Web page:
China’s military stepped up provocative aerial incursions near Taiwan on Monday with its biggest sortie to date, sending 58 warplanes, including 12 nuclear-capable bombers, inside the island’s air defense zone, the Taiwanese Defense Ministry said.
Flights on Friday and Saturday traveled into the same southern air defense zone in what Chinese state media called practice for a military assault on Taiwan, an island state 100 miles off the southern Chinese coast. Beijing considers Taiwan to be part of its sovereign territory.
The incursions Monday, in two waves, were the largest so far in what appears to be a Beijing-directed campaign of coercion. The flights bring the total aircraft flying into the air defense zone since late last week to 136 and represent a People’s Liberation Army escalation of tension.
“The United States is very concerned by the People’s Republic of China’s provocative military activity near Taiwan, which is destabilizing, risks miscalculations, and undermines regional peace and stability,” State Department spokesman Ned Price said in a statement Saturday. “We urge Beijing to cease its military, diplomatic, and economic pressure and coercion against Taiwan.”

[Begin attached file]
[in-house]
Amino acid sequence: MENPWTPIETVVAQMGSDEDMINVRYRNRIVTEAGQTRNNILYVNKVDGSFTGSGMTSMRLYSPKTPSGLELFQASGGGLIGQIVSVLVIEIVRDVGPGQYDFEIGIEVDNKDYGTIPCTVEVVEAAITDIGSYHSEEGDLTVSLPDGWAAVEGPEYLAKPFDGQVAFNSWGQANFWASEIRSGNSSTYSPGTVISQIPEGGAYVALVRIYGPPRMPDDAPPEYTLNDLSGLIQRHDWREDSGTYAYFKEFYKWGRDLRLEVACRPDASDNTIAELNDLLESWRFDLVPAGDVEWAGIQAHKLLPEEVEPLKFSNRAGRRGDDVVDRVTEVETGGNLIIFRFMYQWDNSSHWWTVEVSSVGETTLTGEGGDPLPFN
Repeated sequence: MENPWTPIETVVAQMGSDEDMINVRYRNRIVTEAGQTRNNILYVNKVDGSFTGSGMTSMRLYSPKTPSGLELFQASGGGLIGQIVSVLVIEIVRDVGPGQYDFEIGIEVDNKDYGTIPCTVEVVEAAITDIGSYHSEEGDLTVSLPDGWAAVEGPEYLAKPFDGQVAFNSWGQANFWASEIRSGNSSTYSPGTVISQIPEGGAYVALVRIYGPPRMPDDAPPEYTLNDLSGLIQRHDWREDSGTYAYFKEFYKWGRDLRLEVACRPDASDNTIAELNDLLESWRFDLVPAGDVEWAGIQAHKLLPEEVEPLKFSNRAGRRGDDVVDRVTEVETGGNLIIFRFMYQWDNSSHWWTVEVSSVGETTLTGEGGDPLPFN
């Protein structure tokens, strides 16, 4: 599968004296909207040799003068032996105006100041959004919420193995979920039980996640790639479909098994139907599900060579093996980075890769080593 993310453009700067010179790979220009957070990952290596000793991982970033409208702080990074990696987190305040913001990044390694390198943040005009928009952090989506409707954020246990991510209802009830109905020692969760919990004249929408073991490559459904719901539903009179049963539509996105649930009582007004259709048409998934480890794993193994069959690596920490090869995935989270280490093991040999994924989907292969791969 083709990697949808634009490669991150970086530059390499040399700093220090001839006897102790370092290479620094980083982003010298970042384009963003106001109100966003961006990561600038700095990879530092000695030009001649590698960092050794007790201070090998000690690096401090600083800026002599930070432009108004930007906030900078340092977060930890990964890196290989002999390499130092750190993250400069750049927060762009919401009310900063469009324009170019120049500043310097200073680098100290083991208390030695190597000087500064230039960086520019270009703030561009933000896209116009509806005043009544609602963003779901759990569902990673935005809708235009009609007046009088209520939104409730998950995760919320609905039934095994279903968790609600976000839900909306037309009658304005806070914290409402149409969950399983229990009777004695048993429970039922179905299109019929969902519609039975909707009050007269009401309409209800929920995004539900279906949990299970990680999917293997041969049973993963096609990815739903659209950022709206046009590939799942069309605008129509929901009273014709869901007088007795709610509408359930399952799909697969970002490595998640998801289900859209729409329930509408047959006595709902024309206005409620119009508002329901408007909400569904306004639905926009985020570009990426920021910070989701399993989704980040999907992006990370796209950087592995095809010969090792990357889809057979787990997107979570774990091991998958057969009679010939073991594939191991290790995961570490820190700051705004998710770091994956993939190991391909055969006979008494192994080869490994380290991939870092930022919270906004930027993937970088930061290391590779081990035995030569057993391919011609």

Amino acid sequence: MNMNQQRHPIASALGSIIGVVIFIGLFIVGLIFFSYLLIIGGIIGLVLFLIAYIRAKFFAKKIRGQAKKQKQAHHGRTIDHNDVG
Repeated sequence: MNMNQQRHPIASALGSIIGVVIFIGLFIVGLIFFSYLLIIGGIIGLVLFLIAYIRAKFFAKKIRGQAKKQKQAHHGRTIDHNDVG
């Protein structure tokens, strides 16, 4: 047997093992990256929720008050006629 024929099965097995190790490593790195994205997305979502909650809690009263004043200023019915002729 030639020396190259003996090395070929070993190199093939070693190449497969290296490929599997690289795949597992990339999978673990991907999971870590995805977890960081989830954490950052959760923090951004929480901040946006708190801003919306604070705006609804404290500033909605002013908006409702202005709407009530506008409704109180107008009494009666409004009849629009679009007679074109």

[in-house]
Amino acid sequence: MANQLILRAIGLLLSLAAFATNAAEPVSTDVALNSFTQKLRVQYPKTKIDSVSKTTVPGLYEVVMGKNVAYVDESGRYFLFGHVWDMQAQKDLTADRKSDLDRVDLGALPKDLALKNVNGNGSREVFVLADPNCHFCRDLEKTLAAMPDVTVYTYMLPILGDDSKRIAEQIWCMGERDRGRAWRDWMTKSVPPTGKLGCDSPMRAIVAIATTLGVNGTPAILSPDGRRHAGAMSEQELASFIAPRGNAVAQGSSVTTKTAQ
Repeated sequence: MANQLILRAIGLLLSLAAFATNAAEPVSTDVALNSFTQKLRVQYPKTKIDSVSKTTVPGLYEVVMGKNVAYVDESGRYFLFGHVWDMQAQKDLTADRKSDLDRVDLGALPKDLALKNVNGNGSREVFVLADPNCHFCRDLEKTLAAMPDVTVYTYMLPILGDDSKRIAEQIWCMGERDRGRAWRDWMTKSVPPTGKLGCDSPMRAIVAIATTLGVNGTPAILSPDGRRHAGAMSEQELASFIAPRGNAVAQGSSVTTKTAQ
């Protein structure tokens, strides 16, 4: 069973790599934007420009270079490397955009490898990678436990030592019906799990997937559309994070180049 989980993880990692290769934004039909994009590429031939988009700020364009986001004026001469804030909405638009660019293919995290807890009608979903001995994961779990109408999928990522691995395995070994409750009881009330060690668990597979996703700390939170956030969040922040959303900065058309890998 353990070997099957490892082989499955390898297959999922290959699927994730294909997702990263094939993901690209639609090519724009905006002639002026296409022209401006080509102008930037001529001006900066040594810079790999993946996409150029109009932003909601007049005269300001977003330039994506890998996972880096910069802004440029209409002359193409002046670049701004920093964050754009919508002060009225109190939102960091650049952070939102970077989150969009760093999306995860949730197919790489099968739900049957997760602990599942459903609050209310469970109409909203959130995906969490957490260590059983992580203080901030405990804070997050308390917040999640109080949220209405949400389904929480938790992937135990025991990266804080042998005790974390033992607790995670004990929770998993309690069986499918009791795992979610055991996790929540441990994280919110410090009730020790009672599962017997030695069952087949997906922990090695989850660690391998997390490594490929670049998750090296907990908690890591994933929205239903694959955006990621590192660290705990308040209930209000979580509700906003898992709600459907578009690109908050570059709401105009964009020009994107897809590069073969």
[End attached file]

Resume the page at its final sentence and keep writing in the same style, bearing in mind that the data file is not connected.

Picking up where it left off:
The Taiwanese ministry said the flights Monday included 52 aircraft during the day and four J-16 jets during the evening. In addition to 12 H-6 bombers, the daytime flights included 34 J-16s, two Su-30 jets, two Y-8 anti-submarine warfare aircraft and two KJ-500 airborne warning and control aircraft, the ministry said on its website.
In response, Taiwanese interceptor jets were scrambled and air defense missile systems were deployed. The Taiwanese military also warned the Chinese aircraft to leave the area.
In saber-rattling incursions Sunday, 16 jets — eight J-16 and four Su-30 fighters, two Y-8 anti-submarine warfare planes and two KJ-500 airborne warning and control aircraft — flew close to the island, the Taiwanese Defense Ministry said in a post on Twitter.
That mass incursion followed a total of 38 PLA aircraft on Friday and 39 aircraft on Saturday, also a mix of fighters and electronic warfare and monitoring aircraft.
Chinese state media have said the chaotic U.S. military withdrawal from Afghanistan is a sign that the Biden administration would not come to the aid of its unofficial ally. China has told Taiwanese leaders that the United States would abandon them in ways similar to the U.S.-backed government in Afghanistan, which fell to the Taliban militia in 11 days.
The increased air incursions are part of what Chinese state media called routine and normal military exercises aimed at deterring Taiwanese forces and “foreign interference,” the nationalist, state-controlled Global Times newspaper said. The record-breaking number of aircraft incursions also was a response to the dispatch of U.S. and allied aircraft carriers near the island.